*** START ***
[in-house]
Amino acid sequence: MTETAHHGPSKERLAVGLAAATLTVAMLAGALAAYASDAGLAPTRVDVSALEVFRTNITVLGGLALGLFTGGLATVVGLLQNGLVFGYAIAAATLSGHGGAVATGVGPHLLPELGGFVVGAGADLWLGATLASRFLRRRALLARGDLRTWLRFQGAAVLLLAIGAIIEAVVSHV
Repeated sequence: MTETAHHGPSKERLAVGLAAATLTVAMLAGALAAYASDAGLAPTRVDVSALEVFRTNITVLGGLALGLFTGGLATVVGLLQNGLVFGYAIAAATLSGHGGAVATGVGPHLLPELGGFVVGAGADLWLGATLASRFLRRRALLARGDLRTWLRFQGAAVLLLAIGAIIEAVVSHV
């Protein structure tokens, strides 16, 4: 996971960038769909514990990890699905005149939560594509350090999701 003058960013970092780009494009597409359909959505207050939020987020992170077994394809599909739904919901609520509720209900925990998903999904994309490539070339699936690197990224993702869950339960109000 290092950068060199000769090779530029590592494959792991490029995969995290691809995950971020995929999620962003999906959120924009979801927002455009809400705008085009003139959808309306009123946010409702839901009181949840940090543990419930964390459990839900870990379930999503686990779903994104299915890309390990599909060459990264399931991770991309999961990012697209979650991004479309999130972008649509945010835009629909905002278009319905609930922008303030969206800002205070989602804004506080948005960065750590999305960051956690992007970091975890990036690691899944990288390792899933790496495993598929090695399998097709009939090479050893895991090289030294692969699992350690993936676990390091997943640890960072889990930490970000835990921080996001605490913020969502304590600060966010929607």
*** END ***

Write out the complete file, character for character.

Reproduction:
[in-house]
Amino acid sequence: MTETAHHGPSKERLAVGLAAATLTVAMLAGALAAYASDAGLAPTRVDVSALEVFRTNITVLGGLALGLFTGGLATVVGLLQNGLVFGYAIAAATLSGHGGAVATGVGPHLLPELGGFVVGAGADLWLGATLASRFLRRRALLARGDLRTWLRFQGAAVLLLAIGAIIEAVVSHV
Repeated sequence: MTETAHHGPSKERLAVGLAAATLTVAMLAGALAAYASDAGLAPTRVDVSALEVFRTNITVLGGLALGLFTGGLATVVGLLQNGLVFGYAIAAATLSGHGGAVATGVGPHLLPELGGFVVGAGADLWLGATLASRFLRRRALLARGDLRTWLRFQGAAVLLLAIGAIIEAVVSHV
């Protein structure tokens, strides 16, 4: 996971960038769909514990990890699905005149939560594509350090999701 003058960013970092780009494009597409359909959505207050939020987020992170077994394809599909739904919901609520509720209900925990998903999904994309490539070339699936690197990224993702869950339960109000 290092950068060199000769090779530029590592494959792991490029995969995290691809995950971020995929999620962003999906959120924009979801927002455009809400705008085009003139959808309306009123946010409702839901009181949840940090543990419930964390459990839900870990379930999503686990779903994104299915890309390990599909060459990264399931991770991309999961990012697209979650991004479309999130972008649509945010835009629909905002278009319905609930922008303030969206800002205070989602804004506080948005960065750590999305960051956690992007970091975890990036690691899944990288390792899933790496495993598929090695399998097709009939090479050893895991090289030294692969699992350690993936676990390091997943640890960072889990930490970000835990921080996001605490913020969502304590600060966010929607």